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Carlyle describes. The case seems complete. The justice of the indictment cannot be questioned. We turn from the passage and wonder where the militarist can hide his diminished head. But Carlyle has also written one of the most graphic historical biographies in our literature ; the Life of Frederick the Great, one of the foremost soldiers of all time. In this great work, Carlyle devotes more attention to the Seven Years' War than to all the rest of Frederick's long life put together. Nor, in discussing his campaigns and battles does the biographer show the slightest sign of the horror and repulsion with which they ought to inspire him, judging from the extract above Even Carlyle, therefore, found it difficult to reconcile his views on war. Small wonder if those of us who are gifted with less piercing insight into the essence of things find ourselves confused when we survey the shifting values of these great morai and physical laws as applied to mankind in its corporate capacity. I challenge any right-minded man to consider the physical and economic aspect of war- the anguish, the sickness and the mortality which it brings to thousands of picked men, the privation and bereavement which it spells for hundreds of thousands of women and children, the destruction of cities, homes, crops and goods which it involves, the paralysis which it inflicts over a large area upon all normal and healthy activities, the evil passions which it arouses--without being possessed with a great and holy indignation that men should be so wanton and so wicked as to do these things. On the other hand reflection and experience bring home to us that physical and economic evils are not the only evils, or even the greatest that can assail the individual and the community. Is there in history or literature a nobler or more inspiring subject than that of a people


rightly struggling to be free? Is there a more contemptible object than that of a nation which has been enervated by peace and prosperity, and which tamely submits to the first conquering Vandal who comes along? So long as man and nature remain as they are, so long will the strong wage war upon the weak, and will, morally and physically, or economically enslave them. Which is the worse fate-Slavery or Death ?

Every race-aye and every individual--has sooner or later to face this question, and its corollary. “You must either suffer the one, or risk the other.” So long as there is oppression there must be War.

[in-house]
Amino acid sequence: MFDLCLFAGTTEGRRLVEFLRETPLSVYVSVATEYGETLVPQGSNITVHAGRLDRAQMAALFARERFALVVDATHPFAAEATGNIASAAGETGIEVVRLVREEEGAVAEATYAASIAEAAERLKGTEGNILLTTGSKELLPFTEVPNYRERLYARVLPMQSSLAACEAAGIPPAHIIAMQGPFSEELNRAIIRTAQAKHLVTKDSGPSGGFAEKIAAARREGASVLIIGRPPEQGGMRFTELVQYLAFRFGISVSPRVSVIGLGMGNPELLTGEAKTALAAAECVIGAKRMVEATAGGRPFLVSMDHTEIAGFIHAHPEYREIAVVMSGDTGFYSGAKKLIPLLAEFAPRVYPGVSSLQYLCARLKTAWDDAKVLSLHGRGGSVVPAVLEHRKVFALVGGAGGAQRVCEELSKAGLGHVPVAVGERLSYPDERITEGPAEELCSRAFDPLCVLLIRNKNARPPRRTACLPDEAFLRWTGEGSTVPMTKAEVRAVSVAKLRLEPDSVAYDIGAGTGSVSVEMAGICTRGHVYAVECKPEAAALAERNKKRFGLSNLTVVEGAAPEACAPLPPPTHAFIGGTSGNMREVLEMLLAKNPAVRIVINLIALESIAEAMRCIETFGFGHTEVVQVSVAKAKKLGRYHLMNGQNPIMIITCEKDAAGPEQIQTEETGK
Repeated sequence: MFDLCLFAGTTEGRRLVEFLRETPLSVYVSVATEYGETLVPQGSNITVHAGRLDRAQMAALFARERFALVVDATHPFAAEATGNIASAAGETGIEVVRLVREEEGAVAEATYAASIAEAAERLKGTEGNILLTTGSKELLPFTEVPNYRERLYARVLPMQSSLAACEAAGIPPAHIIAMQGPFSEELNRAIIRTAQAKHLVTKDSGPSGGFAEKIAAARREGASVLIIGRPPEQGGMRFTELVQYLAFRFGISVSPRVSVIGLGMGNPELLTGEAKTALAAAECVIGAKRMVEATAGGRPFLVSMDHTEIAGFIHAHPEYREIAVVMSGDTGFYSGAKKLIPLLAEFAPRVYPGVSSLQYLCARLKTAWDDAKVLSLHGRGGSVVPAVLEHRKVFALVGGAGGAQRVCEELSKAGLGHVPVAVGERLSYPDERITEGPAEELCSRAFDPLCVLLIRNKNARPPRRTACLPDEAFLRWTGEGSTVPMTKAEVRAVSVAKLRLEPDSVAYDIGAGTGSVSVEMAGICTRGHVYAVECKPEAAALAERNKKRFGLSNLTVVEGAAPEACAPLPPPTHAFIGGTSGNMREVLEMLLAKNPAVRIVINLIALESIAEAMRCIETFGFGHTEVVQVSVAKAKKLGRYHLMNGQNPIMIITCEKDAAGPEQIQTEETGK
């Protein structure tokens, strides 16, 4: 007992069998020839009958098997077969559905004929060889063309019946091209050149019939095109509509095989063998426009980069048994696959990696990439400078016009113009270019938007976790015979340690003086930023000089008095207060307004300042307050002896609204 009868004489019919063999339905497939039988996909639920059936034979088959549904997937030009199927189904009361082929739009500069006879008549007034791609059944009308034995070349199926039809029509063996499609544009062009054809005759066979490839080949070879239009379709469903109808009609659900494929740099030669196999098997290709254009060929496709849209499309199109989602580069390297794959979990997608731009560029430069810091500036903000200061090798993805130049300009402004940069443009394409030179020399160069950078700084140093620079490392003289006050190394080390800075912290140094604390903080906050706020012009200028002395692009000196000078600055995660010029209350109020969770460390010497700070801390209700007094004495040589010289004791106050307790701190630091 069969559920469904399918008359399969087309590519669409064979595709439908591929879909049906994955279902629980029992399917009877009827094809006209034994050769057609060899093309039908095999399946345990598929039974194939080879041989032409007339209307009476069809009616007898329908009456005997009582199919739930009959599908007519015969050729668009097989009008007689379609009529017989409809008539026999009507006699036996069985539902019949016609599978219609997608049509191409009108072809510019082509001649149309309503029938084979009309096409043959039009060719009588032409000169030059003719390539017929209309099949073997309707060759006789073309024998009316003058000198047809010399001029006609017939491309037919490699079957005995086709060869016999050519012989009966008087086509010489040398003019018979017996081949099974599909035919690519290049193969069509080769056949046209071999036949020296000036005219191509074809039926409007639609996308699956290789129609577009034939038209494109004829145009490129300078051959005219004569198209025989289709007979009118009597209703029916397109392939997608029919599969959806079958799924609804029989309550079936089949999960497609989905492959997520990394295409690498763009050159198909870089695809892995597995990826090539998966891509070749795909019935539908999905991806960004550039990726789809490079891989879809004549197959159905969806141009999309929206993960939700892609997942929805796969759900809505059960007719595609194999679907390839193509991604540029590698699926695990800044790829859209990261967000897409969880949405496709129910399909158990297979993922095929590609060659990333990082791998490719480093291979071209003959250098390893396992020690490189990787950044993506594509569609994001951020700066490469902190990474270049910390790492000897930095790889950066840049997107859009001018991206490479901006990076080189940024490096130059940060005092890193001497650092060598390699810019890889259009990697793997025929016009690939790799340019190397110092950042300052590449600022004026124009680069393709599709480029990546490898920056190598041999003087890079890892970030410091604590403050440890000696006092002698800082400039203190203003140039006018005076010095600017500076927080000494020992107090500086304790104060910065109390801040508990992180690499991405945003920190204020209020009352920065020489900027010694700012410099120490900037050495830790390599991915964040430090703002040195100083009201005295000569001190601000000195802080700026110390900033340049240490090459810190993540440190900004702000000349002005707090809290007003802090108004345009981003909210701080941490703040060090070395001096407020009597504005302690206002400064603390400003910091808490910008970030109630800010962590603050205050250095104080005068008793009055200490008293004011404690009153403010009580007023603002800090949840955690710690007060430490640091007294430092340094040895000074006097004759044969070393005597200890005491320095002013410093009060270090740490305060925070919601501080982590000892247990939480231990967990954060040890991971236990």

The righteous indignation which we naturally feel as we think of the horrors of war must therefore be concentrated upon the aggressive belligerent. Yet even him we shall often find it difficult to condemn in cold blood. The aggressor is not always impelled by mere lust of conquest.

More often than not he is driven to attack his neighbours by overwhelming economic or strategic necessity. The Goths who poured over the decaying outworks of the Roman Empire were themselves being forced out of Northern and Eastern Europe by the advance of the Funs from Central Asia. In modern times wars are waged to open new markets or to obtain an entrance to old ones. Many struggles, it is true, have been precipitated by the wanton vanity of kings and their mistresses. Carlyle says, for instance, with pardonable exaggeration, that the Seven Years' War took place in order that Madame du Pompadour, the mistress of Louis XV, might revenge herself for an epigram. The very last--and in the universal opinion most ignominious--war in which Great Britain became involved, was engincered in a spirit of almost incredible levity by a few Jews in South




Africa and a handful of jobbers on the London Stock Exchange. But these wanton enterprises may on the whole be described as exceptional.

Most wars, analysis, will be found to have arisen from irresistible cosmic processes, which, under existing moral and social conditions, are almost as actively operative to-day as they have ever been.

Looked at from this point of view what is war but a phase of the pitiless struggle for existence that is going on in every part of the globe ? When all is said and done I doubt whether it is in fact the most pitiless phase of that struggle. One of the loudest living apostles of peace is the multi-millionaire Andrew Carnegie- whose hobby is to scatter free libraries over the civilized world--than whom no one has played a

ruthless part in what Kipling calls “the savage wars of Peace."